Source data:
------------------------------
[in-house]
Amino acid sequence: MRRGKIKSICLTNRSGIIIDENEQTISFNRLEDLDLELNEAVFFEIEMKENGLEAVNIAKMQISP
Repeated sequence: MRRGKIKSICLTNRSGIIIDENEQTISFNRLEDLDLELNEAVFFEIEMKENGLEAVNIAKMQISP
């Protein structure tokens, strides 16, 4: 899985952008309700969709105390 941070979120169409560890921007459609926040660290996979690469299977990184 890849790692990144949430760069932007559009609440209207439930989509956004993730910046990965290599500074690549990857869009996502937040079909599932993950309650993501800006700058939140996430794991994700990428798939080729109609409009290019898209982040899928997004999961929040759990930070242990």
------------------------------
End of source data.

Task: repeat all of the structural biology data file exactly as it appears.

[in-house]
Amino acid sequence: MRRGKIKSICLTNRSGIIIDENEQTISFNRLEDLDLELNEAVFFEIEMKENGLEAVNIAKMQISP
Repeated sequence: MRRGKIKSICLTNRSGIIIDENEQTISFNRLEDLDLELNEAVFFEIEMKENGLEAVNIAKMQISP
């Protein structure tokens, strides 16, 4: 899985952008309700969709105390 941070979120169409560890921007459609926040660290996979690469299977990184 890849790692990144949430760069932007559009609440209207439930989509956004993730910046990965290599500074690549990857869009996502937040079909599932993950309650993501800006700058939140996430794991994700990428798939080729109609409009290019898209982040899928997004999961929040759990930070242990």